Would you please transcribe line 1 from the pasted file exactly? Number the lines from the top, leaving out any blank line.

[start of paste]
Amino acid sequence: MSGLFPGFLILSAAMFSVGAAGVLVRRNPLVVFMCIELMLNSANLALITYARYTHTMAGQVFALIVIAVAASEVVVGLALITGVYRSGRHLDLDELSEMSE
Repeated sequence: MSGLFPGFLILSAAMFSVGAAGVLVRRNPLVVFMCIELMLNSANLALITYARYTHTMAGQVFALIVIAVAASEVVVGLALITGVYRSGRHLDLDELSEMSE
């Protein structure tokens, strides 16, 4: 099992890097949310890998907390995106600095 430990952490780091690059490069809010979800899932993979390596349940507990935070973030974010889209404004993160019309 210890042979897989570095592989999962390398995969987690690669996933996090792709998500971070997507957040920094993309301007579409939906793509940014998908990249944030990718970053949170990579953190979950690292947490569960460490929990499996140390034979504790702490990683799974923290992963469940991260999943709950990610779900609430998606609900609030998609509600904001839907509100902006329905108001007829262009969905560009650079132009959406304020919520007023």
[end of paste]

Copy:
Amino acid sequence: MSGLFPGFLILSAAMFSVGAAGVLVRRNPLVVFMCIELMLNSANLALITYARYTHTMAGQVFALIVIAVAASEVVVGLALITGVYRSGRHLDLDELSEMSE